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Brave March boy is amazing

Harriet James, Malcolm James and her son Tommy James who suffers with genetic condition which has no name (Syndrome without a name SWAN) she is raising money and awareness. ANL-150419-162004009
Harriet James, Malcolm James and her son Tommy James who suffers with genetic condition which has no name (Syndrome without a name SWAN) she is raising money and awareness. ANL-150419-162004009

Life with a child suffering from any kind of condition can be difficult, but most parents can take some comfort from knowing what the illness is and what to expect from it in years to come.

But imagine having a child who suffers with a genetic condition which has no name, and the trials and constant questions that come with living without a diagnosis.

Add to that coping with an extensive list of ‘disability’ symptoms, but with no given cause – and nothing to help make sense of it.

That’s the everyday plight faced by March mum Harriet James, whose two-and-a-half-year-old son Tommy has a condition which has come only to be known by the generic term, SWAN, meaning Syndrome Without A Name.

She and the rest of the family have to take each day as it comes, and have no idea how his life will develop.

Now Mrs James, who had to give up her teaching job at Burrowmoor Primary School to be Tommy’s full-time carer, wants to raise the profile of SWAN so more people are aware of the problem.

She is also raising money for the SWAN charity with a fundraising pamper and gifts evening at the school this Friday, April 24, from 7pm to 9.30pm.

Mrs James and her husband Malcolm were unaware anything was wrong with Tommy during the pregnancy. It was only after he was born that doctors concluded he was suffering from an undiagnosed genetic condition which affected certain cells in his body – although which ones, no-one knows.

The left-hand side of his body is much smaller than the right, both externally and internally, and his kidneys are fused together on one side.

He has a shunt fitted in his brain to manage hydrocephalus (fluid on the brain), has crossed and overlapped toes, skin pigmentation disorder, sensory processing disorders, vascular control difficulties, narrowed veins, and global developmental delay.

His eyesight is also affected and he has to be fed via a tube into his stomach eight times a day.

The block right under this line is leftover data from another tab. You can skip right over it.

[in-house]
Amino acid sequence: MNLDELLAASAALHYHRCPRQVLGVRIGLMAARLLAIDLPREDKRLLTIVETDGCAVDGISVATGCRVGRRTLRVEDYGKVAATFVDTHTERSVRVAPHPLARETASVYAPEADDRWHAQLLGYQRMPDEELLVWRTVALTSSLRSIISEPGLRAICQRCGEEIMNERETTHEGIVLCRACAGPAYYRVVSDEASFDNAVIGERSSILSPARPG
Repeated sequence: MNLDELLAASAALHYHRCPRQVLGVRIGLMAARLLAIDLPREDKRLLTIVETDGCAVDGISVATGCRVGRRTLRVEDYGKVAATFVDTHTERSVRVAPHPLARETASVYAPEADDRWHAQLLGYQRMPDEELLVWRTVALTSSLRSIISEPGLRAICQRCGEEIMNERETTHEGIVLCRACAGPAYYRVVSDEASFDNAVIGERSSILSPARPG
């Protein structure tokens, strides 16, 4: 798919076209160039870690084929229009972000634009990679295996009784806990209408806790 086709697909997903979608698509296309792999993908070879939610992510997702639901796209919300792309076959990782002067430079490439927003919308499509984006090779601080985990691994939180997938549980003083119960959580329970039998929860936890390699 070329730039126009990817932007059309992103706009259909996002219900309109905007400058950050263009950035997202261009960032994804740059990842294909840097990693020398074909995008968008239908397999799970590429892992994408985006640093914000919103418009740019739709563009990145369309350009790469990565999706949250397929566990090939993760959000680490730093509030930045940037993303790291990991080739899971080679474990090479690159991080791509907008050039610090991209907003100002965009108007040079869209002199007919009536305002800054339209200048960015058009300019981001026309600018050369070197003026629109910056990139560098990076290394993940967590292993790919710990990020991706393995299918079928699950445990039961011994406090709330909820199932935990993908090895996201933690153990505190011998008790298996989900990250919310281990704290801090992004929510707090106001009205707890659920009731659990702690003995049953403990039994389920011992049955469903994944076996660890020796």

Little Tommy has already undergone 12 anaesthetics, three major surgeries, and in the first two years of his life he has averaged 110 doctors and hospital appointments a year.

He is under the care of four hospitals, including London’s Great Ormond Street and Addenbrookes in Cambridge, has frequent physioptherapy and will probably require leg lengthening surgery in around four years to correct a 5cm difference in leg lengths.

Mrs James said in order to cope with Tommy’s constant care and to maintain normality for his older brother and sister, she had to give up her job as a teacher in December last year.

“Caring for Tommy has impacted on my health also, and he wakes frequently during the night,” she said.

But despite his difficulties, the cheery youngster is always smiling and loves playing football and on the trampoline.

Mrs James said: “Tommy is simply amazing and constantly surprises us. He has a wonderful personality and a wicked sense of humour. You cannot help but admire him.”

Friday’s fundraising event is being held on SWAN’s third annual Undiagnosed Children’s Day, which aims to raise awareness of children living with the condition.

More than 100 people are expected to attend the evening, which will include stalls from Pampered Chef, The Body Shop, Avon, Younique Beauty and Scentsy to name a few. There will also be taster sessions in reiki, nails, hair and massage, as well as refreshments and a raffle.

Entry is £3 on the door, including a free glass of wine or soft drink.

For more information, contact Mrs James on 07817 232705.

Anyone unable to attend the event, but would still like to donate, can give £5 by texting SWAN11 to 70070.

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